A mess was not going to be easy to avoid.  When the other me gets this way, the situation is already a mess.  I walked slowly toward my office, turning the wire in my hand.  It was so simple, so powerful, just a black plastic casing and one little button.  Press the button, and a receiver implanted in the doppelganger's head shoots an electrical charge through the brain.  Instant termination.

I certainly didn't want it to come to that.  If I fried the other me, I'd have to file a termination report with the American Doppelganger Organization, renew my permit, sit for the brain download and the DNA sculptor.  Most distressing of all, it meant three weeks without a doppelganger.  Three weeks of doing everything myself.  Handling everything at the office.  Canceling my cruise.  Spending actual fleshtime with Jenna.  Or her doppelganger.  One can never be certain these days, even with one's own wife.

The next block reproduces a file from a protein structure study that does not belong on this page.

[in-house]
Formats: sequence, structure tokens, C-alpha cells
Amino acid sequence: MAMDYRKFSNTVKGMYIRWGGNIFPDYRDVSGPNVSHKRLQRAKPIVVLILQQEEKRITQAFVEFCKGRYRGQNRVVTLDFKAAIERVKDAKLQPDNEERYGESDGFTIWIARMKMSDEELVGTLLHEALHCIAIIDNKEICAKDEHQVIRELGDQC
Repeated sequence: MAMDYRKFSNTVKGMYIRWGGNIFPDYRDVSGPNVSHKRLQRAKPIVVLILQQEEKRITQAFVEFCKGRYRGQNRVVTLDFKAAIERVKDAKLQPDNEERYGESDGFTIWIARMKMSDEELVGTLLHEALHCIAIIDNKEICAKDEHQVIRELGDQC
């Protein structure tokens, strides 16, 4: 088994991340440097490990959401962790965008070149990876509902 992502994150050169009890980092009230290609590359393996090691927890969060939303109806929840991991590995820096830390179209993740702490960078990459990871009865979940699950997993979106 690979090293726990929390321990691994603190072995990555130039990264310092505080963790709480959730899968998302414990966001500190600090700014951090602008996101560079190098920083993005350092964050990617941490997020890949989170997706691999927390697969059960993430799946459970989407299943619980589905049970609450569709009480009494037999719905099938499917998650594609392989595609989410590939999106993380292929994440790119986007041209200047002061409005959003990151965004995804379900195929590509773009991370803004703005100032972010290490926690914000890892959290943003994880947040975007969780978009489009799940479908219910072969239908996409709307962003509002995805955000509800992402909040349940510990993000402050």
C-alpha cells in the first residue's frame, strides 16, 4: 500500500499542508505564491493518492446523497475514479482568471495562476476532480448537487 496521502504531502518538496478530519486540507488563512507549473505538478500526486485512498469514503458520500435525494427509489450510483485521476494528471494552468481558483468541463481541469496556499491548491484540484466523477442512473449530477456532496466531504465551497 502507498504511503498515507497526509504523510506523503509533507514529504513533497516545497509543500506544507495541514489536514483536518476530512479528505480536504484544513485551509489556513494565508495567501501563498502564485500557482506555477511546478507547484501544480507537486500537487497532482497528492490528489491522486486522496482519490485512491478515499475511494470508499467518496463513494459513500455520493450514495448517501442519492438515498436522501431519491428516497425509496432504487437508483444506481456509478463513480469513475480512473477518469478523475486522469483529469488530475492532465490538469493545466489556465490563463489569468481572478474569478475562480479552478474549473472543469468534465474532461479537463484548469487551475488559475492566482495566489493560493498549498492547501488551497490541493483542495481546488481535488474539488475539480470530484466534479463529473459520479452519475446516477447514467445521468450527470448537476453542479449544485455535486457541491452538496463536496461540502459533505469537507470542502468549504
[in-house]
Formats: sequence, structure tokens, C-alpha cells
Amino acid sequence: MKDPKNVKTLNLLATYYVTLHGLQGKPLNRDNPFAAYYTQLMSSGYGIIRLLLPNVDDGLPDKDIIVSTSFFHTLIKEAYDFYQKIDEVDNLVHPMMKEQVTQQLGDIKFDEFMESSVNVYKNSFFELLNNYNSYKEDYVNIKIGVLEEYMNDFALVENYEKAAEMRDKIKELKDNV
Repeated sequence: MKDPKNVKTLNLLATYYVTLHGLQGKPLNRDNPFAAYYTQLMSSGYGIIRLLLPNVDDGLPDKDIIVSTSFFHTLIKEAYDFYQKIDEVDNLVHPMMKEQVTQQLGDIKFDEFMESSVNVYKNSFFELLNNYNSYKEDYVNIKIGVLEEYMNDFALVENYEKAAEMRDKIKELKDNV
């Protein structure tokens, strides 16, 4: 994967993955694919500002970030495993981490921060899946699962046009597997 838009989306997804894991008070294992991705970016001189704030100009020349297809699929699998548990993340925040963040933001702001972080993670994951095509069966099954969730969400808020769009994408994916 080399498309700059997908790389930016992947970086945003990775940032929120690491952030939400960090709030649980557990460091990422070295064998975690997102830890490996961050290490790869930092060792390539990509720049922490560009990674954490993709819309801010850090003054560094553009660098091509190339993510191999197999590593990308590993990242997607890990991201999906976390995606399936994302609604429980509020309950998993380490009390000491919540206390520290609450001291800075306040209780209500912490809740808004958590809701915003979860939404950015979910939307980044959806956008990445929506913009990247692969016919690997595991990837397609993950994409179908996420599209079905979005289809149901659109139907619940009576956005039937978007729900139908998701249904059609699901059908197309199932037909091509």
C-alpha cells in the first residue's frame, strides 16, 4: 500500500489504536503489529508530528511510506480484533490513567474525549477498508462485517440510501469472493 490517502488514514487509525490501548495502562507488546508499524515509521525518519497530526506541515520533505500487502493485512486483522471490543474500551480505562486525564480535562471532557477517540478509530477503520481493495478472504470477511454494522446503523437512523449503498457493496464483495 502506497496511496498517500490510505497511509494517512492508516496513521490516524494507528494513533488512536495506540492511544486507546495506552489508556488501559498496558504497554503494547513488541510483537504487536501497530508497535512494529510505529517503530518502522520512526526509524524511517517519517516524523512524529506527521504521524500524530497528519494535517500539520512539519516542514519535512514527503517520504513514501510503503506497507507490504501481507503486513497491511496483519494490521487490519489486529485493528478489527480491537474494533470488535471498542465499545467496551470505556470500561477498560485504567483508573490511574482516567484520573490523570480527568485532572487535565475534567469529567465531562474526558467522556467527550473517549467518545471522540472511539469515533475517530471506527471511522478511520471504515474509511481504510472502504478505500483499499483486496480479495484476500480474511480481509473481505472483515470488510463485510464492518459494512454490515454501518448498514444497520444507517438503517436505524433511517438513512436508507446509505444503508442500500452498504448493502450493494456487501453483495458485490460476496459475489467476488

My office door was closed and code-protected.  I pressed my palm against the sensor and felt the lock slide back into the door.  I walked into my office, wire in my coat pocket, my finger on the button, just in case.

I needn't have worried.  The situation was exactly as I'd anticipated, and it made me angry and more than a little nauseated.  The other me sat behind my desk, feet up, staring out the window, not bothering to turn around when I came in.  It wasn't necessary.  I couldn't have been anyone else.

"Working hard?" I asked.

The other me smiled.  "Yes, actually.  I've been doing a lot of thinking."